Tuesday, November 21, 2006
In celebration of the most infamously busy travel week of the year, I'll focus on transportation for the days around Thanksgiving.
Imagine driving to the store in 2030: As soon as you start your low-emission-diesel-electric-hydrogen hybrid, coordinated signals from both the vehicle and the roadway are fed into a centralized computer system, which charges you, the operator, an impact fee for the miles traveled. As a result of this incentive, you combine trips to the automated dry cleaner (the new soy fibers are indistinguishable from cotton), to the drive-through grocery store (to pick up your halibut for dinner, ordered by e-mail yesterday and flown directly from the aquaculture farm in Uzbekistan), and five other errands, each completed within the hour. The regional transportation authority immediately debits your bank account as you return home.
Sound unlikely? Well, many skeptics predicted failure for London's imposition of a fee on vehicles entering central London. The impact fee system has worked fairly well in decreasing traffic, encouraging public transportation, raising revenue, and not crippling the central London micro-economy.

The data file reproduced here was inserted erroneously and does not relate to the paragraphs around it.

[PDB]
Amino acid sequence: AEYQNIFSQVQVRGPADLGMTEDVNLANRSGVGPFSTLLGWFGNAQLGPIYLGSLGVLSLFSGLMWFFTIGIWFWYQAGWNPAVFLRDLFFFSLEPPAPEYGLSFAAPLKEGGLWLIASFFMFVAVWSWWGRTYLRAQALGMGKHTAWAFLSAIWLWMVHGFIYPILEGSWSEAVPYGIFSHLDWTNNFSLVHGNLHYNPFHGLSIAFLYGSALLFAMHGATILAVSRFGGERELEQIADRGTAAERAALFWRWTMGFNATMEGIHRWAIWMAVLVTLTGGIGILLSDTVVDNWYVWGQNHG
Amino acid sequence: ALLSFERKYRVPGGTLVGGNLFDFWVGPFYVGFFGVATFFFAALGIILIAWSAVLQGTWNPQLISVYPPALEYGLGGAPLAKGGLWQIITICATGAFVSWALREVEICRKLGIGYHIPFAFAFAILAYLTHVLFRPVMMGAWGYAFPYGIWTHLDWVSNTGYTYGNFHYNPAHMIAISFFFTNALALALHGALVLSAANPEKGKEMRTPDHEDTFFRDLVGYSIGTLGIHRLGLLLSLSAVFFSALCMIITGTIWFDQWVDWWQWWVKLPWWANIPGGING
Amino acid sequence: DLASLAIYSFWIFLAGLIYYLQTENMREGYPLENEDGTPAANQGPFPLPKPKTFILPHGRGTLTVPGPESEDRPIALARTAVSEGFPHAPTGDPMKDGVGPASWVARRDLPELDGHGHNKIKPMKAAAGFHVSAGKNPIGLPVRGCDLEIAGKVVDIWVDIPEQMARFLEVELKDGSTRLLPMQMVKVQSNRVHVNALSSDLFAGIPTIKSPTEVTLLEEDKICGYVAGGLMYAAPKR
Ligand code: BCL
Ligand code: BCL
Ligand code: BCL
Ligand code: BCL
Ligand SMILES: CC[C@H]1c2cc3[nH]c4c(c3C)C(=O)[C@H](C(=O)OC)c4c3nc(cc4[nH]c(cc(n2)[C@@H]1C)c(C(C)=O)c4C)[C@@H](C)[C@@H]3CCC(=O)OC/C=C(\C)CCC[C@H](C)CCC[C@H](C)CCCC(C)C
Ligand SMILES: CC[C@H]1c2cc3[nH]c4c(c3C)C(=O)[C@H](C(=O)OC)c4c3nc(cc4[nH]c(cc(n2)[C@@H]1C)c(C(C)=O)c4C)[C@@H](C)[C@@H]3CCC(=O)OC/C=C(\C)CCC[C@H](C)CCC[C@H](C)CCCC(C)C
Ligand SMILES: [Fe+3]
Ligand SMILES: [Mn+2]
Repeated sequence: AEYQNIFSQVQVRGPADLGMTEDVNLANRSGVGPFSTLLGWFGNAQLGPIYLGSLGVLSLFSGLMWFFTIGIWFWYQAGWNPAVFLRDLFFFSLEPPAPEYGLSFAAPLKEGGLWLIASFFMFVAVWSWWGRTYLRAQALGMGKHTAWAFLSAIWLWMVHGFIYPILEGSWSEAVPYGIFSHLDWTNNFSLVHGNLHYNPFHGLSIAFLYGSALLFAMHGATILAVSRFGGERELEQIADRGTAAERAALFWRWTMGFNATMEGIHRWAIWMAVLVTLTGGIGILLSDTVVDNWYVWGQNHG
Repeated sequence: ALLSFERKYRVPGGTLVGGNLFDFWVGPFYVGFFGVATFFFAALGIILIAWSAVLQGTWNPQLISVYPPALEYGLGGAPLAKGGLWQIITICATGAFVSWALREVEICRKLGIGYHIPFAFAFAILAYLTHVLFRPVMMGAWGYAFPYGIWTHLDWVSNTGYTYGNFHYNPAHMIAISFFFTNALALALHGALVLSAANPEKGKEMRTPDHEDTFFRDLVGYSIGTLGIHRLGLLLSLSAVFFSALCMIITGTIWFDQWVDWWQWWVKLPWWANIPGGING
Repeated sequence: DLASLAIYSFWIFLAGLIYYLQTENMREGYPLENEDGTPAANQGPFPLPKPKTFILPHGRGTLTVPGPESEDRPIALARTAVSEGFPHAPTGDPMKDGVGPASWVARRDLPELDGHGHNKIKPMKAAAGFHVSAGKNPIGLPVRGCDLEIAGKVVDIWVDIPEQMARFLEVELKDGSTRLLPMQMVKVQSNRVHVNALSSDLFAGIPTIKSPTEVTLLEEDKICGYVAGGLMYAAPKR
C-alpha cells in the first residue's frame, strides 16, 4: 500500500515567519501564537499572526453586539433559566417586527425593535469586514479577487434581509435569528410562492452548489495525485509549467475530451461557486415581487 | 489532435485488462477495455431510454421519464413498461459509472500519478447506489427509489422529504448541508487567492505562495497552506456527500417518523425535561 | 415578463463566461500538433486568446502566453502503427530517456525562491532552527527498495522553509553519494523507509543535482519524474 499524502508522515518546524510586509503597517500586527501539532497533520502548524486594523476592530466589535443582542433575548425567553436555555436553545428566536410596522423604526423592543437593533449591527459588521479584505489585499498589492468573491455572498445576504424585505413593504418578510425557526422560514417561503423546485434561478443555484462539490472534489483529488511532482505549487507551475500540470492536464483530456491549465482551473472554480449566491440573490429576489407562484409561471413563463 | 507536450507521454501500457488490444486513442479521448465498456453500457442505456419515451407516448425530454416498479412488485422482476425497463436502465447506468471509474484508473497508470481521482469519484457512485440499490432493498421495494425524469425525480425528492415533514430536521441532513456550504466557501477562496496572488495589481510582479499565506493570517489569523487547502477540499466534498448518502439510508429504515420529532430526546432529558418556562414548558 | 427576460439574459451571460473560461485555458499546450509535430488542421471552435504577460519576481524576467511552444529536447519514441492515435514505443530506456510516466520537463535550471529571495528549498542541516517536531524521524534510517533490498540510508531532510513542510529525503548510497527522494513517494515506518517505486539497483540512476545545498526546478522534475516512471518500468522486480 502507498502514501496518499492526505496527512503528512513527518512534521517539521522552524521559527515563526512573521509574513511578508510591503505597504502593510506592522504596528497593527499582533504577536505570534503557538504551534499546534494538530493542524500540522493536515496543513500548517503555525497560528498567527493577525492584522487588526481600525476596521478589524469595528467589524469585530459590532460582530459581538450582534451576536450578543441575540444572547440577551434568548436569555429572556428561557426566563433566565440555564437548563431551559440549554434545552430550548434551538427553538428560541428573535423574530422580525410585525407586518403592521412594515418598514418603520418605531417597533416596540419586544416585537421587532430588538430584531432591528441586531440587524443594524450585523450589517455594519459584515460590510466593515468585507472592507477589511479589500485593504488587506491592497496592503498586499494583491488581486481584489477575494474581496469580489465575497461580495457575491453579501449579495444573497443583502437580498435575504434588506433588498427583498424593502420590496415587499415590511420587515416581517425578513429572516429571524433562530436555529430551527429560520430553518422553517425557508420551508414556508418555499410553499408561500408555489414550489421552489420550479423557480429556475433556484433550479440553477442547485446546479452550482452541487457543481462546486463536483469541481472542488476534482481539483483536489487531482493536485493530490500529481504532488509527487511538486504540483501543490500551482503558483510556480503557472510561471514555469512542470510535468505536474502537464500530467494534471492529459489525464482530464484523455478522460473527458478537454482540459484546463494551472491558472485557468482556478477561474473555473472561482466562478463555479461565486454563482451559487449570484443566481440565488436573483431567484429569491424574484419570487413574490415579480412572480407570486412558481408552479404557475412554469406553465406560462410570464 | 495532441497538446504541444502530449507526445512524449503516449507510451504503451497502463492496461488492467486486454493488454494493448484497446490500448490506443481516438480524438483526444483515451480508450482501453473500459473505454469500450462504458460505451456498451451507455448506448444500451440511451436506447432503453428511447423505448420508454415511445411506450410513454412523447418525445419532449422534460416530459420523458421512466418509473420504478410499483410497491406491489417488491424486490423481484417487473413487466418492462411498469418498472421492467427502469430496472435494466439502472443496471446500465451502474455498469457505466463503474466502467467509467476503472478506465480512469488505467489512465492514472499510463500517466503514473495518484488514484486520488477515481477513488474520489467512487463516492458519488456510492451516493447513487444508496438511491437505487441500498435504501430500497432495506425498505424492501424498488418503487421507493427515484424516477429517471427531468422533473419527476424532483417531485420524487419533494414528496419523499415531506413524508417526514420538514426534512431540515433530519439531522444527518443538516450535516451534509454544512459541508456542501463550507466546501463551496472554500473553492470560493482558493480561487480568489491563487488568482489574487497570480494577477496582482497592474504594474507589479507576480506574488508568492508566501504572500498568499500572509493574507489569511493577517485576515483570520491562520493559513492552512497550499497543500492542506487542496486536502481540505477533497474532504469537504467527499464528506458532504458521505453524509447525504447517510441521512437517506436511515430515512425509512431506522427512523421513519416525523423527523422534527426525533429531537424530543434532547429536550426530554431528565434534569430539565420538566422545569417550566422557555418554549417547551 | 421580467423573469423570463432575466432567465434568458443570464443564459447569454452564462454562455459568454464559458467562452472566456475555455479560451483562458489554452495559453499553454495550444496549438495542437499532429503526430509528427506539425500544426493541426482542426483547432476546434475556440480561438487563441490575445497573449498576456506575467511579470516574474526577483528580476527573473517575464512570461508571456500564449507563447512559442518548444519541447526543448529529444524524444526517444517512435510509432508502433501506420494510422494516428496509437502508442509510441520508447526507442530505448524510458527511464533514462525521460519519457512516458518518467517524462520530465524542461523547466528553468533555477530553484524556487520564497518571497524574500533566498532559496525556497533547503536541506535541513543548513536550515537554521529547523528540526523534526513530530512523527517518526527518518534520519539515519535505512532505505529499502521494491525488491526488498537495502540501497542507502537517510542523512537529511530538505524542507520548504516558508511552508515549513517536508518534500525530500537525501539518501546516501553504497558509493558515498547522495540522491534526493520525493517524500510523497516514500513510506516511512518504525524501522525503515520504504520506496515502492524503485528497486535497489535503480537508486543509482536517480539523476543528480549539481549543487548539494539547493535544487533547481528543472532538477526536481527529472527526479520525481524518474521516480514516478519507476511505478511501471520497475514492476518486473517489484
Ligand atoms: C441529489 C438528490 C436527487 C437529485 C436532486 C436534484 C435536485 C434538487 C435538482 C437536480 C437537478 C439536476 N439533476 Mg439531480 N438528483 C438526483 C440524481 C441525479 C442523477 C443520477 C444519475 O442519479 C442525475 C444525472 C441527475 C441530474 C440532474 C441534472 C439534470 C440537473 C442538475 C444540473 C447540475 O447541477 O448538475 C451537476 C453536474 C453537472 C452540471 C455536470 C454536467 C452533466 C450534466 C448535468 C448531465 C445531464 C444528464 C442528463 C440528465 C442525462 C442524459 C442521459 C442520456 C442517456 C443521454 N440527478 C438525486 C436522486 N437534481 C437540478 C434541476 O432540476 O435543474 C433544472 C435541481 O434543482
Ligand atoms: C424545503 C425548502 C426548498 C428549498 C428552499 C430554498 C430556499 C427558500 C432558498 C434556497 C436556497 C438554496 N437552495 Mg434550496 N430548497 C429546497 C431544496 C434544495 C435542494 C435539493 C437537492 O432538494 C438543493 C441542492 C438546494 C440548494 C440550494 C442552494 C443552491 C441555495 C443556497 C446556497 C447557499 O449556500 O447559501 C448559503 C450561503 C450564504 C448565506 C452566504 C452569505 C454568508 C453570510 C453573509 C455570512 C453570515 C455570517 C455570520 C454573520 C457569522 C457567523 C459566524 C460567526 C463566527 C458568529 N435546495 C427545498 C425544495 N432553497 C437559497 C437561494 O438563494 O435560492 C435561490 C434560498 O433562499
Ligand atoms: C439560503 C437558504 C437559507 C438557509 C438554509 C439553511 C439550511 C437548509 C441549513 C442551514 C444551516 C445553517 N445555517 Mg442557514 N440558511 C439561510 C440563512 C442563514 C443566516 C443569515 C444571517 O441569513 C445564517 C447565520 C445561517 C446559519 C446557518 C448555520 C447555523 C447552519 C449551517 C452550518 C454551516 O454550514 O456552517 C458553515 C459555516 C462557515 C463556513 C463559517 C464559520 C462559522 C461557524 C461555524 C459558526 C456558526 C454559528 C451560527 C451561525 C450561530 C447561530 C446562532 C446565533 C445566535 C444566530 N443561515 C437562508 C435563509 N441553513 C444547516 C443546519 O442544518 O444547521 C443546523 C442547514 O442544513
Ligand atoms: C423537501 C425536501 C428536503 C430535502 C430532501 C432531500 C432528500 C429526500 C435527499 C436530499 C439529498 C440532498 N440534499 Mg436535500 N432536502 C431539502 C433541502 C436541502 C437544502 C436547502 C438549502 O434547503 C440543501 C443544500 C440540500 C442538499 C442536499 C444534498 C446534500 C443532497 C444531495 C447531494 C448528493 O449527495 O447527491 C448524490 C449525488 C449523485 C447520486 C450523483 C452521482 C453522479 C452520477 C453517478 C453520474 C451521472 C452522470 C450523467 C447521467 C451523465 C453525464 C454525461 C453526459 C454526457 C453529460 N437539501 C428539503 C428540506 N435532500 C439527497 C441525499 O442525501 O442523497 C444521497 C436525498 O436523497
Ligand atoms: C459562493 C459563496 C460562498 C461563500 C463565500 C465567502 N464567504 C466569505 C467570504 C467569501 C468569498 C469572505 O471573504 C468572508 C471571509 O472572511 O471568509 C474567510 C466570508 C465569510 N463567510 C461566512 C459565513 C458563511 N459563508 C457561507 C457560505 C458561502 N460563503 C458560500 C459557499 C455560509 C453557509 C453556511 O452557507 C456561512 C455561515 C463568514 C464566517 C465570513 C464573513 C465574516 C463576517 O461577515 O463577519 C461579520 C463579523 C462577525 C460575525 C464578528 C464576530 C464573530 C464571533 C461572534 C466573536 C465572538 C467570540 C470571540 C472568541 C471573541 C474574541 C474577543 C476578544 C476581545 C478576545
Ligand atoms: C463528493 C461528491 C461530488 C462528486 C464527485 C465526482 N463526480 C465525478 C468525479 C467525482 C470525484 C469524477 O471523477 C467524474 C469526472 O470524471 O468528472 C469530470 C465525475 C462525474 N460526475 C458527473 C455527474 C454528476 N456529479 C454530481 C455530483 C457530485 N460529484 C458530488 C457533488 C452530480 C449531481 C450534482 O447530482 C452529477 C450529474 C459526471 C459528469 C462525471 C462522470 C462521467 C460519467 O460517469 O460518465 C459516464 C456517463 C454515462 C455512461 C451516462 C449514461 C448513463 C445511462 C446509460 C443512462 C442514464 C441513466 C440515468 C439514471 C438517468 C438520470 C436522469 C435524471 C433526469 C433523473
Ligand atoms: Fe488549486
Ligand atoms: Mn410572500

In a variant of the Peter principle, however, the leftist mayor of London has now proposed that the fee be raised from 8 pounds to 25 pounds for high-polluting vehicles. This plan confuses policies. It would take a straightforward land use policy -- charging an impact fee for usage of the limited public roads -- and mix it with anti-pollution policy. One problem is that air pollution over central London is not, of course, caused solely (or even largely) by vehicles in the fee area. Thus the fee matches up poorly with the harmful usage of the public air. One possible motivation for the plan is a dig at yuppie Londoners who (like their American counterparts) drive Range Rovers in the city and, not coincidentally, tend not to vote for leftist polticians.